A black family's struggle for equality in 1950s Chicago. In south side Chicago, Walter Lee, a black chauffer, dreams of a better life, and hoes to use his father's life insurance money to open a liquor store. His mother, who rejects the liquor business, uses the money to secure a proper house for the family. Mr Lindner, a representative of the all-white neighbourhood, tries to buy them out. This volume is published as a programme-text to tie in with the Young Vic's revival of the play in May 2001.
When it was first produced in 1959, A Raisin in the Sun was awarded the New York Drama Critics Circle Award for that season and hailed as a watershed in American drama. A pioneering work by an African-American playwright, the play was a radically new representation of black life. "A play that changed American theater forever".--The New York Times.
In her first play, the now-classic A Raisin in the Sun, Hansberry introduced the lives of ordinary African Americans into our national theatrical repertory. Now, Hansberry tells her own life story in an autobiography that rings with the voice of its creator. "Brilliantly alive."--The New York Times.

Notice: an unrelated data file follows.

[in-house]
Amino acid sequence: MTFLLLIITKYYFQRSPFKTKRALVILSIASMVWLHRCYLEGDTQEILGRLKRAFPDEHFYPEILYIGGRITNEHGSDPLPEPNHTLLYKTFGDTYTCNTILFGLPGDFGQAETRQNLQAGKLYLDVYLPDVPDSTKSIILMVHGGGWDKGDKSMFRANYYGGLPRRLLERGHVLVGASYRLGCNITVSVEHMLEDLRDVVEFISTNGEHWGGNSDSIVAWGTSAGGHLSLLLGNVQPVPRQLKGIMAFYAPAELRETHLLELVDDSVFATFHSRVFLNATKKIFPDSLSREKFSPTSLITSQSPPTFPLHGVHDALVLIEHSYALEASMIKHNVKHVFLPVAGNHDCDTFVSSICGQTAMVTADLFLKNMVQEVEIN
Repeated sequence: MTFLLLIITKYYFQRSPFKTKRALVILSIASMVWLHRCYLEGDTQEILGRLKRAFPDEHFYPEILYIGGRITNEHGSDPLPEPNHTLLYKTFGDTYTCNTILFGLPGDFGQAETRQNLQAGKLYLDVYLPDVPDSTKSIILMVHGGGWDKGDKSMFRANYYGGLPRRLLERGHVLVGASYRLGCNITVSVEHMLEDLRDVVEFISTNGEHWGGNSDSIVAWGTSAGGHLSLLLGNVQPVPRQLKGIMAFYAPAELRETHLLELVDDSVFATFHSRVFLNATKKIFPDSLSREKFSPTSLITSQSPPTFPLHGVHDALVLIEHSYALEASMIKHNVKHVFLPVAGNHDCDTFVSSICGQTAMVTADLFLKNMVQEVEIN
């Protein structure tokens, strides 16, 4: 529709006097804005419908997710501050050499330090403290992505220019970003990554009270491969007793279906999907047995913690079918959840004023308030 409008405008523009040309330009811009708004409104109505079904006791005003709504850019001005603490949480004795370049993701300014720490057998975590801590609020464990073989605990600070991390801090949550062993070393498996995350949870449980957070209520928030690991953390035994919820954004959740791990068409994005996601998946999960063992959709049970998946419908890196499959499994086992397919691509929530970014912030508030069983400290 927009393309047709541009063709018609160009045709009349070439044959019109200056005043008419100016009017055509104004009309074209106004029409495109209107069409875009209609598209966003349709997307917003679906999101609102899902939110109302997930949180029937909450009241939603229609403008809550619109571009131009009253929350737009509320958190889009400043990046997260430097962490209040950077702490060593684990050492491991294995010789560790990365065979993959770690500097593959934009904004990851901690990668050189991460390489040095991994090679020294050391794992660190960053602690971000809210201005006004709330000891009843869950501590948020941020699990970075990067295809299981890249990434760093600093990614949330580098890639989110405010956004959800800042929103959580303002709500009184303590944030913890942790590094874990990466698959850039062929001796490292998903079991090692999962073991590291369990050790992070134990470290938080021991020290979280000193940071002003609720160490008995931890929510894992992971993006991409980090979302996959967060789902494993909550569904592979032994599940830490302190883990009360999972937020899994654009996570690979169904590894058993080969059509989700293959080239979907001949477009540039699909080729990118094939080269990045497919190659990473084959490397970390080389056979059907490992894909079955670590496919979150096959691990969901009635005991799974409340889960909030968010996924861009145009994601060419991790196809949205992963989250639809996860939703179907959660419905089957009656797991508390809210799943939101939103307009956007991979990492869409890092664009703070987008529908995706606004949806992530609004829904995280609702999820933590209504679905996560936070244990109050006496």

This new recording of Lorraine Hansberry's classic play stars Rutina Wesley from the HBO hit series "True Blood," chronicling a working class African-American family struggling to maintain dignity in a harsh world. With her late husband's insurance money finally in hand, Mama Lena dreams of moving to a better home. However, her children have other plans: Walter Lee wants to buy a liquor store, and Beneatha wants to go to medical school. What happens when family dreams drastically diverge?
New Revised Version 5 black m, 3 white m, 2 white f, 1 black f, 6 extras including 1 child Unit set Best American play of 1970, Les Blancs prophetically confronts the hope and tragedy of Africa in revolution. The setting is a white Christian mission in a colony about to explode. The time is that hour of reckoning when no one the guilty nor the innocent can evade the consequences of white colonialism and imperatives of black liberation. Tshembe Matoseh, the English educated son of a chief, has come home to bury his father. He finds his teenage brother a near alcoholic and his older brother a priest and traitor to his people. Forswearing politics and wanting only to return to his wife and child in England, Tshembe is drawn into the conflict symbolized by a woman dancer, the powerful Spirit of Africa who pursues him. Incredibly moving ...towering, magnificent. - New York Times Possessed of the unrelenting power, breadth of vision and masterly technique that only a very few playwrights are capable of in any one generation. - Detroit News